The food

Like most Mediterranean countries, food is everything here. It is revered, discussed and brings family and friends together for meals that last for hours. As one of our family friends said to me ‘In Algeria, we never stop eating’.

Here are staples of the north African cuisine that make it ultimately unique –

-          Orange blossom

My favourite smell and something I can pick up from ridiculous distances, like a north African bloodhound.

-          Honey

The Honey here is insanely good so it’s draped and soaked into the cakes. I even found orange blossom honey, basically North African crack in a pot.

-          Semoule

What Couscous is made out of, but is also used in cakes and other dishes

-          Cumin

Staple spice of any self-respecting north African dish

-          Tomatoes

Because of the sheer size of Algeria the cuisine differs from other North African food and tends to be more varied, one of the ways it differs is through its liberal use of tomato based sauces

-          Almonds

An ingredient you’ll find in most traditional cakes, some are even entirely made from the sweet nut

-          Mint

Most famously in mint tea which has different recipes per region, the more south you go the stronger it gets. Harira, the traditional Ramadan soup is one of my favourite dishes where mint is added.

-          Ras el Hanout

A North African spice mix. Most families have a recipe or their own special blend. My aunty promised to show me her version which was passed down by my grandma, so I can start to use it in England.

-          Olive oil

This isn’t really exclusive to Algeria but an ingredient that no Mediterranean country could do without. The superfood is also talked about in the Qu’aran, along with figs, for its health properties.

 

And to cap it off, one of my favourite things of all time about Algeria is how proud they are about everything. Sometimes you roll your eyes but mostly it’s quite heart-warming. From my dad pointing at the new building for the ministry of finance (the most Algerian tourist guide ever) to people in the airport taking a picture of a new building development advert, or Algerians telling you they are one of the top exporters of cork in the world (a practical fact to reuse in my daily life).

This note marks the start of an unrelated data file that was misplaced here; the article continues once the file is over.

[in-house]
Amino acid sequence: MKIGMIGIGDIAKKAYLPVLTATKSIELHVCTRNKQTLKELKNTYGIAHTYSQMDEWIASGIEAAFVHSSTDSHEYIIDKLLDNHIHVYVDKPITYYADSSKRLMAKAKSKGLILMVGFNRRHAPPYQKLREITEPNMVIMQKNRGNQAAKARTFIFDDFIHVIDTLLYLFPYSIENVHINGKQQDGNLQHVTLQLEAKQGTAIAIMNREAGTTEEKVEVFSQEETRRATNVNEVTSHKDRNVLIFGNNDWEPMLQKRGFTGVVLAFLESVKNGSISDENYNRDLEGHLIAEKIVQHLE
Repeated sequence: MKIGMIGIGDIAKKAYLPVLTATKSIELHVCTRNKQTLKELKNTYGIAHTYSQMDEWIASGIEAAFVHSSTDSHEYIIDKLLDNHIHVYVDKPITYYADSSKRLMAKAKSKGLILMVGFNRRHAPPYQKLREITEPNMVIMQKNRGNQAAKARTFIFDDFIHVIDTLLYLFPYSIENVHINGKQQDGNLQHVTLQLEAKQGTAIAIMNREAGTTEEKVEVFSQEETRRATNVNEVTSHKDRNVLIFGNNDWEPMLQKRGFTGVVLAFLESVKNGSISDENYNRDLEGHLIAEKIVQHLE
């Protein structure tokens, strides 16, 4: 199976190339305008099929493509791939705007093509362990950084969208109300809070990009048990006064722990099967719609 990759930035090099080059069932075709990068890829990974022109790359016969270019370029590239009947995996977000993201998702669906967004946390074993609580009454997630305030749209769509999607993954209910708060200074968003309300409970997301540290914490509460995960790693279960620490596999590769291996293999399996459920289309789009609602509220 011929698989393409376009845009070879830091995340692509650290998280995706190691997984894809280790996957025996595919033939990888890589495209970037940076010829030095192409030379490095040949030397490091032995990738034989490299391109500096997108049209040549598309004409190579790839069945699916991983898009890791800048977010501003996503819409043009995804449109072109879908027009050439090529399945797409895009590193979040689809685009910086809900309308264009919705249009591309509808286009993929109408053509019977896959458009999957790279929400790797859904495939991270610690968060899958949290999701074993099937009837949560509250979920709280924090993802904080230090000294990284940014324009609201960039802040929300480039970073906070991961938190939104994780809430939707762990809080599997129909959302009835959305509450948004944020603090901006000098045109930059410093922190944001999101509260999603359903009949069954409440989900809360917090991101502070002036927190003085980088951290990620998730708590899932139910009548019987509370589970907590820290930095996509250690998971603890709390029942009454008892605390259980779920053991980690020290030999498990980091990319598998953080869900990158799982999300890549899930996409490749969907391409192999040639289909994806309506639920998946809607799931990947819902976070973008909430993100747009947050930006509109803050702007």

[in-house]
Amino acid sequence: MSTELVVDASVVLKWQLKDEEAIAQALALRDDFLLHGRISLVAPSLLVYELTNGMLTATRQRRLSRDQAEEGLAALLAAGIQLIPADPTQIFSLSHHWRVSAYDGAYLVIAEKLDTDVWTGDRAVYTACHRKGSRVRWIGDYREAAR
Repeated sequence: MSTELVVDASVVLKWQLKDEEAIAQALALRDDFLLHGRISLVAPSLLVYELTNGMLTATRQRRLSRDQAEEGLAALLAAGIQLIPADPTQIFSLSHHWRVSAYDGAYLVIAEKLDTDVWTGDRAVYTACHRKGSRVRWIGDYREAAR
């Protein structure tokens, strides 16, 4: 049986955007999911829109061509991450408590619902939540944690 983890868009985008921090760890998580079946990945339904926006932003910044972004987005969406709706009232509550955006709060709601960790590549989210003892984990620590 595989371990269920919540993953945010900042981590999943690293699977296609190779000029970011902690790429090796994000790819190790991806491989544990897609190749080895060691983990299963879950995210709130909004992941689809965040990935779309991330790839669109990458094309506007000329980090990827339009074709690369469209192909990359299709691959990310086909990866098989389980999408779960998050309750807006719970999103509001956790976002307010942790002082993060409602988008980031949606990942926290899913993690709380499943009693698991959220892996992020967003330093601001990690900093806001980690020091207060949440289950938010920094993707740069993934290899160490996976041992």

Even Algerians who don’t think the country is where it should be or debate in depth about their opposition to the current political party, still have their proud points - whether that’s the cultural heritage, the natural beauty of the landscape or their family's hearty and spiced cooking.

Something that most people don't realise is Algerians are most proud of being African. A lot of people misunderstand the North African culture as Middle Eastern because of their long-standing Arabic heritage, but the majority of Algerians (indigenous and Arabic decent) will tell you that they are African before anything else. My dad's favourite ever phrase that he likes to proudly declare every time he shakes his hip to Algerian songs is -

'Rhythm started in Africa'

Patchwork Quilt

I think this year has been quite an important year for me.  2018 is teaching me to be more comfortable with my chameleon-like identity. I’m learning to celebrate and look after it instead of constantly fretting about not being enough of one or the other.

I guess it’s like most things in life, choosing to see something from a positive perspective will only help it blossom and evolve into something better. And sometimes you aren’t quite who you want to be or not enough of your ideal self, but like a writer friend said to me - that’s OK because it’s exactly who you are meant to be in that given moment, so enjoy it.